Posts Tagged ‘artist’

lee jeffries

I luckily stumbled upon this amazing Lee Jeffries photo pictured above. I have always thought there was something supremely beautiful and classic about black and white photography. So, as a huge fan of this format I was instantly drawn to this image.

Lee Jeffries photographic journey began with a chance meeting with a young homeless girl in the streets of London. In 2008, the photographer was in London to run a marathon, and a day before the race he decided to wander the city to take pictures. This is when he aimed and focused his lens on a young, homeless woman.  His actions were not warmly welcomed by the girl and she began shouting at him. But instead of just taking off, Jeffries chose to apologize for his perceived intrusion. The 18 year old then proceeded to share her story with him. After this encounter Jeffries about the homeless completely changes.

Going forward he didn’t want to exploit these people or steal photographs of them. He also made sure he got to know his subjects prior to or while shooting them. Jeffries says, “I need to see some kind of emotion in my subjects. I specifically look at people’s eyes—when I see it, I recognize it and feel it—and I repeat the process over and over again.” He tried to keep the contact as informal as possible by rarely taking notes, and prefers to take pictures while he is talking with his subjects to capture the “real emotion” in them.

Self-taught and self-funded, Jeffries has used vacation time to travel to Skid Row in Los Angeles three times, as well as Las Vegas, New York, London, Paris and Rome, to continue his project. He uses his photography to draw attention to and raise funds for the homeless, posting the images to Flickr and entering the work into competitions. The proceeds from Jeffries’s Blurb book, which features homeless portraits, go to the Union Rescue Mission in Los Angeles and the photographer allows any charity to use his images free of charge.

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An Artistic Friend, Alanna Vanacore

These works below belong to 25 year old Alanna Vanacore, a friend of mine from my hometown Ormond Beach, Florida. I first discovered her talented pieces through her Facebook and Instagram page. She recently relocated to Brooklyn, New York to pursue her artistic dreams further. Her love of art began as a child due largely in part to her mother being a painter also. She says she used acrylics at the early age of 6. Today Alanna mainly uses graphite and charcoal for her drawings, and oils and acrylics for her paintings. Some her favorite artists include: Jenny Saville, John Currin, Egon Schiele, and Lucian Freud.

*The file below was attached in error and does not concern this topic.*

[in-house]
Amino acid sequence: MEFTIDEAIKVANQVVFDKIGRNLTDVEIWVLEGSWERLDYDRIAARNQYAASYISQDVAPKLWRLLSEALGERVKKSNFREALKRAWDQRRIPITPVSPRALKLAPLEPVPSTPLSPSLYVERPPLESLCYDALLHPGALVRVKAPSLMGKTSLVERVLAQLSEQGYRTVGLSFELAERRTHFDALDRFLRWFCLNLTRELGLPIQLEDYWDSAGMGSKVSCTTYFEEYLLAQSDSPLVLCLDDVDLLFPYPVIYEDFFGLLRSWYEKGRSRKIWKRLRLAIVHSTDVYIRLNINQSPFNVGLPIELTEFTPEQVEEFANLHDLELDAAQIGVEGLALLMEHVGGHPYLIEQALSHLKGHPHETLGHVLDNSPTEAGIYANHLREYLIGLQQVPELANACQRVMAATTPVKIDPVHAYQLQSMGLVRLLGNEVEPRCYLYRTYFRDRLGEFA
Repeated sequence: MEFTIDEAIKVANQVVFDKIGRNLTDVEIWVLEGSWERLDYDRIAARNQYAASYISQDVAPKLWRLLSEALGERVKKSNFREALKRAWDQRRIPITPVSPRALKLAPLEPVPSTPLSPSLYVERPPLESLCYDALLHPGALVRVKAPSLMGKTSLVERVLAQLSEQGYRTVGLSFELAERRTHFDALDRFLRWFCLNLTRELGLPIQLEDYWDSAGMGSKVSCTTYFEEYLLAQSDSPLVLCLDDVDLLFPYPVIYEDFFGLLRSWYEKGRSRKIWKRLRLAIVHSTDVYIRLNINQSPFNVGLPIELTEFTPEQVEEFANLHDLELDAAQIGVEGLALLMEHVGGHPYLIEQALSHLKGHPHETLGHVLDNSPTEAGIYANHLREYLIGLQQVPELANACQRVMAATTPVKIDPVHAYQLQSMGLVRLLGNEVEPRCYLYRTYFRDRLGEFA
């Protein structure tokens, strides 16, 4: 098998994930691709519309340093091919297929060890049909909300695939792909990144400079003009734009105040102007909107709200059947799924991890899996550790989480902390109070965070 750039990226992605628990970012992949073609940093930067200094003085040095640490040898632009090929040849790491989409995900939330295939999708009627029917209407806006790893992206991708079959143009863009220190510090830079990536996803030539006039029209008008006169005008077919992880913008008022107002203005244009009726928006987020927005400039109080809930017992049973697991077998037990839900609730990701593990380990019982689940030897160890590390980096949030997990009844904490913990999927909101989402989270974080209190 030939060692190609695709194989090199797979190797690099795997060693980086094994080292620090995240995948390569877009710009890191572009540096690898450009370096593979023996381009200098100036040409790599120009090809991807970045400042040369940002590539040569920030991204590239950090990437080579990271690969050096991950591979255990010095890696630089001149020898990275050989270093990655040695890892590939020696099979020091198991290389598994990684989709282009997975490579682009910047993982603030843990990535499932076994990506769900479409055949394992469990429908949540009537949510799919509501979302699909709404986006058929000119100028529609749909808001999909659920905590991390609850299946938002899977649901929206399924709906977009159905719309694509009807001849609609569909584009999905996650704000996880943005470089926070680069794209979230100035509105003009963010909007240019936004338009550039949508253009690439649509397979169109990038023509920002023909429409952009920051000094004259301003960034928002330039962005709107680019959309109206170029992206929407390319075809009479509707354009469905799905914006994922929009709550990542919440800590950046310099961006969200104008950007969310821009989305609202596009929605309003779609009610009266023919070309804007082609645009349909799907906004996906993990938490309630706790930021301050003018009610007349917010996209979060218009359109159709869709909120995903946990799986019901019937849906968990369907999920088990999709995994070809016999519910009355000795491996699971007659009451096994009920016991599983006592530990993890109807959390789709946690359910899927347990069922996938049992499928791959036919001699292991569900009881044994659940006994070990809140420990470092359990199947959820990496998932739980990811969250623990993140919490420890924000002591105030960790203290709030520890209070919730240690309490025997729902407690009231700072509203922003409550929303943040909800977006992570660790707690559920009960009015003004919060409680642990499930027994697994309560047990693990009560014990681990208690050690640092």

My previous art oriented posts were mainly centered around artists and their ability to make their art look realistic, also known as photo-realism. Alexa Meade,  however does the contrary. She seeks to make three-dimensional subjects look like two-dimensional oil paintings when viewed in a photograph.

In August 2008, the artist began to apply acrylic paint to the surfaces of people, objects, and walls in a broad brushstroke that mimics the appearance of brushwork in a painting. After 9 months of practice, she was able to unveil her “Reverse Trompe L’Oeil” collection in October, 2009. Her aim is to make her living models into flat pictures. The result is walking, talking optical illusions that confuse how the eye processes these objects in space.

The artist never attended art school nor has she ever taken advanced painting courses.

The following are some of her works, are you deceived? Alexa Meade paints on the surfaces of live human subjects, found objects, and architectural spaces in a way that optically compresses 3D space into a 2D plane when photographed.

Alexa Meade art

 

These are the artistic creations of a 22 year old Italian artist named Diego Fazio. He’s found a way to create photo-realistic drawings using a simple charcoal pencil.

It’s so unbelievably realistic that he had to put up some photos of the work in progress just to quiet the doubters on the authenticity of his work. I can’t blame them, heck I wanted proof myself, ha.

Diego is a self-taught pencil master. He started out as a tattoo artist, and developed a passion for creating photo-realistic drawings. Inspired by the works of Japanese artists from the Edo period, like Katsushika Hokusai, he managed to capture people’s imaginations with his precise lines and oriental drawing techniques.

Scroll down for a few of his drawings and/or check out his Deviant Art profile, as well.

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